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The cover of the Spring 2007 SF State Magazine features two penguins, heads bent together as they view their offspring on the ground below.

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Alumni & FriendsEyes closed and intent on her music, Pauline Oliveros raises an accordian to her ear. Photo by Terry Meier

Sound & Music

One day in 1957, Pauline Oliveros (B.A., '57) put her newfangled tape recorder in her apartment window and began recording. What she heard on the playback astounded her—so much sound that she had missed.

Today at 75, Oliveros is famed for her "Deep Listening" philosophy, which turns composing into an improvisational, meditative experience. The lessons she gathered with SF State College Professor Robert Erickson are never far from her mind.

"The first session I had with him, I was ecstatic," says Oliveros, who heads the Deep Listening Foundation in Kingston, New York, and teaches at the Rensselaer Polytechnic Institute. "You could feel the support, and he understood how to move you along without interfering with what you were doing. He told us to improvise our way forward to get unstuck. And that was good advice."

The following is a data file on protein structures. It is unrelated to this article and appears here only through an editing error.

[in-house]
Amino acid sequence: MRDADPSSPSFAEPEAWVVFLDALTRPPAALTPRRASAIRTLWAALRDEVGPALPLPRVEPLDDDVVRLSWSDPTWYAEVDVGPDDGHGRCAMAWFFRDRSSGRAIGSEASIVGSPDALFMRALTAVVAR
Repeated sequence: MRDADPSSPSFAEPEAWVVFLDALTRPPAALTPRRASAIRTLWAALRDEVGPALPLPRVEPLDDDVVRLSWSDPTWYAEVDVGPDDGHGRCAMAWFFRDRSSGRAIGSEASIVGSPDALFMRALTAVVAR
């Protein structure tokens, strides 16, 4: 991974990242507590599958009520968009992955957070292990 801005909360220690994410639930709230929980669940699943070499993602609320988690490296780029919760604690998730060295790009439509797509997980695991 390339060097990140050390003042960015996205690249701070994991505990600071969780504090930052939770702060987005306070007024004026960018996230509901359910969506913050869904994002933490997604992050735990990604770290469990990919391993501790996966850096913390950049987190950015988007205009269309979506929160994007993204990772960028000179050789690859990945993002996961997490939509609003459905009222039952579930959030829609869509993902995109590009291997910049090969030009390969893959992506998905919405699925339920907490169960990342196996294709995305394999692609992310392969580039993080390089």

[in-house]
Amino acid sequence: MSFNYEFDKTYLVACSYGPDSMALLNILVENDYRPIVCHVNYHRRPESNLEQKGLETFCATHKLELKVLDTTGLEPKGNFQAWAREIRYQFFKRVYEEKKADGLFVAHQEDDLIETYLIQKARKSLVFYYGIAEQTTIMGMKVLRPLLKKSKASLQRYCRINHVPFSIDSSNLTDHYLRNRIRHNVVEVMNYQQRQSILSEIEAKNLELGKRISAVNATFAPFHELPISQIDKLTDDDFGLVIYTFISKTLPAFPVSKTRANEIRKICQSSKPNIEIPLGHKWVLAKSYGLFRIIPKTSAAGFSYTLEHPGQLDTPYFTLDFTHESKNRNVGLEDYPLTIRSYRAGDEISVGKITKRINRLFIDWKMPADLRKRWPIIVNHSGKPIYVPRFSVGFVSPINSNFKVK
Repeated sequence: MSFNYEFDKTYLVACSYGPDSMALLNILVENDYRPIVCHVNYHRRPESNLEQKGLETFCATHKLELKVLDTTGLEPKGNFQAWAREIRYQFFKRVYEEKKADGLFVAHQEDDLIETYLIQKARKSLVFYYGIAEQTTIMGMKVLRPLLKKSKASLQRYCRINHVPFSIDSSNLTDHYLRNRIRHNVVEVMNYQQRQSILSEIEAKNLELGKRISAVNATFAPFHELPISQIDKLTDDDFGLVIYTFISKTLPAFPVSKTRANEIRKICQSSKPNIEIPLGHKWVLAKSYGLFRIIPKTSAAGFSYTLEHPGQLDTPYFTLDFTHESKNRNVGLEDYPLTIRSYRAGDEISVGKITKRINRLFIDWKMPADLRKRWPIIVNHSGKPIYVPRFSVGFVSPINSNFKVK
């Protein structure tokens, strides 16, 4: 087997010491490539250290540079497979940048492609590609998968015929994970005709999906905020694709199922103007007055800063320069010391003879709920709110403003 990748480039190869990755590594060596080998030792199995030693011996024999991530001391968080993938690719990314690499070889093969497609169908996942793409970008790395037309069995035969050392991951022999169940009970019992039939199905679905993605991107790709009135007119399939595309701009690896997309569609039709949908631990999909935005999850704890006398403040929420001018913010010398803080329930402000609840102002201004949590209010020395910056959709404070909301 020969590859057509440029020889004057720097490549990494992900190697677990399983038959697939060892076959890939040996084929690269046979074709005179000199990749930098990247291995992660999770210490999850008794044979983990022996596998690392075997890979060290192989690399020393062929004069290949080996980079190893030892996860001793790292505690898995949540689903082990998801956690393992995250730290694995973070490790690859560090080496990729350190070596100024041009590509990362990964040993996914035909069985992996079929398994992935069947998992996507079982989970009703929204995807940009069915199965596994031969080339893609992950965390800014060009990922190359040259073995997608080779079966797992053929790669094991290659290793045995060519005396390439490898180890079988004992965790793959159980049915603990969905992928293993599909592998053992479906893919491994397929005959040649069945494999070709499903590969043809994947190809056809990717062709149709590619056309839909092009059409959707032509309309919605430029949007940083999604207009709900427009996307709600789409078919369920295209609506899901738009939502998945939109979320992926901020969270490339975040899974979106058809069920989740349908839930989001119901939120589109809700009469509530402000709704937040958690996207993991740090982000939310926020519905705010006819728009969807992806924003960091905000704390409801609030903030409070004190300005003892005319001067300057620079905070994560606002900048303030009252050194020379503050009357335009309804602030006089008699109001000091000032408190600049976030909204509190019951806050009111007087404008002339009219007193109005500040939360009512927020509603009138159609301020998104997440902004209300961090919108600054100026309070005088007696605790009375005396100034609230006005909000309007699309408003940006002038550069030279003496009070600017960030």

Oliveros has been piled with laurels, including a retrospective at Washington, D.C.'s, Kennedy Center. But her career shows no signs of slowing: Her 1987 work "Lion's Tale" has just been reissued, and a box set of her 1950's electronic music is in the works.

The SF State community that supported those early works is still present in Oliveros' life. She bonded with fellow avant-garde musicians Terry Riley (B.A., '57) and Stuart Dempster (B.A., '58; M.A., '67) in Wendell Otey's Composers' Workshop, where Oliveros was one of just two women.

"Women simply weren't viewed as composers then," Oliveros remembers, "but Dr. Otey was supportive." Oliveros, Riley and others continued to experiment with taped sound, eventually founding the San Francisco Tape Music Center at the SF Music Conservatory, which became the Center for Contemporary Music at Mills College.

Oliveros' latest investigations are more computer-age. She's been working with Internet connections that allow her ensemble at the Rensselaer Polytechnic Institute and musicians on the West Coast to occupy the same "sonic space" from afar.

The rapid pace of technology doesn't trouble Oliveros. "I just have to keep learning," she says. "And I just keep listening. I try to practice what I preach, which is listening to everything all the time."

To listen:


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Last modified June 19, 2007, by the Office of Public Affairs and Publications